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UTIA Urinary Tract Infection

UTIA urinary tract infection, or UTI, is an infection in any part of your urinary system, which includes your kidneys, bladder, ureters, and urethra.

If you’re a woman, your chance of getting a urinary tract infection is high. Some experts rank your lifetime risk of getting one as high as 1 in 2, with many women having repeat infections, sometimes for years. About 1 in 10 men will get a UTI in their lifetime.

Here’s how to handle UTIs and how to make it less likely you’ll get one in the first place.

Symptoms of UTIs

The symptoms of a UTI can include:

  • A burning feeling when you pee
  • A frequent or intense urge to pee, even though little comes out when you do
  • Cloudy, dark, bloody, or strange-smelling pee
  • Feeling tired or shaky
  • Fever or chills (a sign that the infection may have reached your kidneys)
  • Pain or pressure in your back or lower abdomen

Types of UTIs

An infection can happen in different parts of your urinary tract. Each type has a different name, based on where it is.

  • Cystitis (bladder): You might feel like you need to pee a lot, or it might hurt when you pee. You might also have lower belly pain and cloudy or bloody urine.
  • Pyelonephritis (kidneys): This can cause fever, chills, nausea, vomiting, and pain in your upper back or side.
  • Urethritis (urethra): This can cause a discharge and burning when you pee.

Causes of UTIs

UTIs are a key reason why doctors tell women to wipe from front to back after using the bathroom. The urethra — the tube that takes pee from the bladder to the outside of the body — is close to the anus. Bacteria from the large intestine, such as E. coli, can sometimes get out of your anus and into your urethra. From there, they can travel up to your bladder and, if the infection isn’t treated, can continue on to infect your kidneys. Women have shorter urethras than men. That makes it easier for bacteria to get to their bladders. Having sex can introduce bacteria into your urinary tract, too.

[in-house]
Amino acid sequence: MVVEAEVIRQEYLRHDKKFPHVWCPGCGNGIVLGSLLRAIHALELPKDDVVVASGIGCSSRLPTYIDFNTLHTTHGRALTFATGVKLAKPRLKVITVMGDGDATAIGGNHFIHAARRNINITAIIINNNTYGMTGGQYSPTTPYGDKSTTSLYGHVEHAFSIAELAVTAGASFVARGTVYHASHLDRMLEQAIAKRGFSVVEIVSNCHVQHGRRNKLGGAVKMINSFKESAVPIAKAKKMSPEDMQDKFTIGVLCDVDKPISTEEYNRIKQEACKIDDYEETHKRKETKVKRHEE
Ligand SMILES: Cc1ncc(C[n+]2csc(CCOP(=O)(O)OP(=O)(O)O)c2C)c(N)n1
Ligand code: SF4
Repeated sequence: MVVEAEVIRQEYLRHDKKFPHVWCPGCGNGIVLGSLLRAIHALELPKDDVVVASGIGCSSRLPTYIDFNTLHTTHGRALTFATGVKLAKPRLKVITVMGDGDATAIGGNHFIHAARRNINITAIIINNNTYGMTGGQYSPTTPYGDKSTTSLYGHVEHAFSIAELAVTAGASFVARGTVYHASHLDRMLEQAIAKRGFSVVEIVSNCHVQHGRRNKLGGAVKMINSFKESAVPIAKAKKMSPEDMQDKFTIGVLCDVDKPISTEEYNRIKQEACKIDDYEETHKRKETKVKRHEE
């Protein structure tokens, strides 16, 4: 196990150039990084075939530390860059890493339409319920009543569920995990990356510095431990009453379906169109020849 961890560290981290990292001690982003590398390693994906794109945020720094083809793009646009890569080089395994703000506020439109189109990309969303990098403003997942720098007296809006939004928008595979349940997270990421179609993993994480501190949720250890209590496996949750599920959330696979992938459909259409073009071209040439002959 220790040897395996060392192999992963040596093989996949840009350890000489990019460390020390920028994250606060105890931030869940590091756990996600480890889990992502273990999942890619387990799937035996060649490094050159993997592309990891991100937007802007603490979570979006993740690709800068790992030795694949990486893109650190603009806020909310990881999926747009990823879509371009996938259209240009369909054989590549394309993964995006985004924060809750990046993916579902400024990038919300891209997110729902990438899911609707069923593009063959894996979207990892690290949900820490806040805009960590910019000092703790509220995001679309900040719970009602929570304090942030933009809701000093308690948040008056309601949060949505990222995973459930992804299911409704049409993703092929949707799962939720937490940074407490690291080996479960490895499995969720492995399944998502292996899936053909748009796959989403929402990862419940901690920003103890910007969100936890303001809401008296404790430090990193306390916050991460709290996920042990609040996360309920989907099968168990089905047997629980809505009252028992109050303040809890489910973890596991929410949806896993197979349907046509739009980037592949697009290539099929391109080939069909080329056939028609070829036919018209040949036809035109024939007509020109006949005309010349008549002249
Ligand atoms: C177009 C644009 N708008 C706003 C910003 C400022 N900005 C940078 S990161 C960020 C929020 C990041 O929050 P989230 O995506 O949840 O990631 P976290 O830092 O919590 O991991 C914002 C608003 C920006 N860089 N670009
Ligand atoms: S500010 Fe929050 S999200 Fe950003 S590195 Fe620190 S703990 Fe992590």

Some women are more likely to get UTIs because of their genes. The shape of their urinary tracts makes others more likely to be infected. Women with diabetes may be at higher risk because their weakened immune systems make them less able to fight off infections. Other conditions that can boost your risk include hormone changes, multiple sclerosis, and anything that affects urine flow, such as kidney stones, a stroke, and a spinal cord injury.

How to Prevent UTI Re-Infection

  • Following some tips can help you avoid getting another UTI:
  • Empty your bladder often as soon as you feel the need to pee; don’t rush, and be sure you’ve emptied your bladder completely.
  • Wipe from front to back after you use the toilet.
  • Drink lots of water.
  • Choose showers over baths.
  • Stay away from feminine hygiene sprays, scented douches, and scented bath products; they’ll only increase irritation.
  • Cleanse your genital area before sex.
  • Pee after sex to flush out any bacteria that may have entered your urethra.
  • If you use a diaphragm, unlubricated condoms, or spermicidal jelly for birth control, you may want to switch to another method. Diaphragms can increase bacteria growth, while unlubricated condoms and spermicides can irritate your urinary tract. All can make UTI symptoms more likely.
  • Keep your genital area dry by wearing cotton underwear and loose-fitting clothes. Don’t wear tight jeans and nylon underwear; they can trap moisture, creating the perfect environment for bacteria growth.